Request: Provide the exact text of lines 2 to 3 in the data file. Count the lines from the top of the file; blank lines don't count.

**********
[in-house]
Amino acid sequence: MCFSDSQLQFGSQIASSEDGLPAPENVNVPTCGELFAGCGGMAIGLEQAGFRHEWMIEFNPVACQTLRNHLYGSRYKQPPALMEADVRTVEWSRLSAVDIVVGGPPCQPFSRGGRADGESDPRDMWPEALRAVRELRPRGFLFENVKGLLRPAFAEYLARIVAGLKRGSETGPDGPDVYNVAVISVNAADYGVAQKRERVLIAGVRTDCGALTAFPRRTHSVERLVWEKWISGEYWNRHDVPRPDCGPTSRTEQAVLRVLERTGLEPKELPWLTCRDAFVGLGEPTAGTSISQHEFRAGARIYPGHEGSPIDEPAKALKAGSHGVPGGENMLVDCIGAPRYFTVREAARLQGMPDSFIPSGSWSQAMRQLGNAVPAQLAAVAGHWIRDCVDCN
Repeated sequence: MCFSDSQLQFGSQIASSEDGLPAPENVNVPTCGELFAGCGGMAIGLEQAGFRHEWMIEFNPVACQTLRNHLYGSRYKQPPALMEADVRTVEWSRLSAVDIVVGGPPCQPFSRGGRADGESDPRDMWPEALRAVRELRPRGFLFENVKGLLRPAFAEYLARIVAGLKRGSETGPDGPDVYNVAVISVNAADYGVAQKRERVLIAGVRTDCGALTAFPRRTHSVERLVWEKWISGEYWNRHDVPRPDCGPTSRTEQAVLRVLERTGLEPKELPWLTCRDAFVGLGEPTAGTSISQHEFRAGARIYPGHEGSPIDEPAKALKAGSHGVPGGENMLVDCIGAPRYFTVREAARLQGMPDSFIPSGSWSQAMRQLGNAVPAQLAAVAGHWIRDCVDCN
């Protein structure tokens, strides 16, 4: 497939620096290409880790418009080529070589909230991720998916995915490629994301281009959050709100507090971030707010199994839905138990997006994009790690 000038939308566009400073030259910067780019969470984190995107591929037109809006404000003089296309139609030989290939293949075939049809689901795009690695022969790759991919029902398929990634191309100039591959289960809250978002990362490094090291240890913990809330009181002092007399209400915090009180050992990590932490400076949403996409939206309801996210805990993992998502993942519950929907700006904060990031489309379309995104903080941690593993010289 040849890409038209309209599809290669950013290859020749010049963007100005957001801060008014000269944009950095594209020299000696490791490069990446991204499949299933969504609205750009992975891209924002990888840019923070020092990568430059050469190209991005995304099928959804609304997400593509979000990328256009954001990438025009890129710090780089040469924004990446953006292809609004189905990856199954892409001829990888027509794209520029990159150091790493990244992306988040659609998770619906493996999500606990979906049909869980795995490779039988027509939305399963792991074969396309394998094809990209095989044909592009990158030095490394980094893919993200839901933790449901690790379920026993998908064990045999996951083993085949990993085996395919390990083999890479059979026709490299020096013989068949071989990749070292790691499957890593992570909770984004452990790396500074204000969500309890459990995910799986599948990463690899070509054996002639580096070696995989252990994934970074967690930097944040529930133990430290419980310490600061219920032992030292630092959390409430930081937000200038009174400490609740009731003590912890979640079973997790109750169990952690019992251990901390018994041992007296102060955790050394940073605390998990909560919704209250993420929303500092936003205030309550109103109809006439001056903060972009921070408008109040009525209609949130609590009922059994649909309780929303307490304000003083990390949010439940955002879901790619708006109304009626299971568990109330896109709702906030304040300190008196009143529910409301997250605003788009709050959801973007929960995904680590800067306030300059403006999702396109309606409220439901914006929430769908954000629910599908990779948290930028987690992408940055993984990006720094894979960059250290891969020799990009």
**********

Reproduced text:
Amino acid sequence: MCFSDSQLQFGSQIASSEDGLPAPENVNVPTCGELFAGCGGMAIGLEQAGFRHEWMIEFNPVACQTLRNHLYGSRYKQPPALMEADVRTVEWSRLSAVDIVVGGPPCQPFSRGGRADGESDPRDMWPEALRAVRELRPRGFLFENVKGLLRPAFAEYLARIVAGLKRGSETGPDGPDVYNVAVISVNAADYGVAQKRERVLIAGVRTDCGALTAFPRRTHSVERLVWEKWISGEYWNRHDVPRPDCGPTSRTEQAVLRVLERTGLEPKELPWLTCRDAFVGLGEPTAGTSISQHEFRAGARIYPGHEGSPIDEPAKALKAGSHGVPGGENMLVDCIGAPRYFTVREAARLQGMPDSFIPSGSWSQAMRQLGNAVPAQLAAVAGHWIRDCVDCN
Repeated sequence: MCFSDSQLQFGSQIASSEDGLPAPENVNVPTCGELFAGCGGMAIGLEQAGFRHEWMIEFNPVACQTLRNHLYGSRYKQPPALMEADVRTVEWSRLSAVDIVVGGPPCQPFSRGGRADGESDPRDMWPEALRAVRELRPRGFLFENVKGLLRPAFAEYLARIVAGLKRGSETGPDGPDVYNVAVISVNAADYGVAQKRERVLIAGVRTDCGALTAFPRRTHSVERLVWEKWISGEYWNRHDVPRPDCGPTSRTEQAVLRVLERTGLEPKELPWLTCRDAFVGLGEPTAGTSISQHEFRAGARIYPGHEGSPIDEPAKALKAGSHGVPGGENMLVDCIGAPRYFTVREAARLQGMPDSFIPSGSWSQAMRQLGNAVPAQLAAVAGHWIRDCVDCN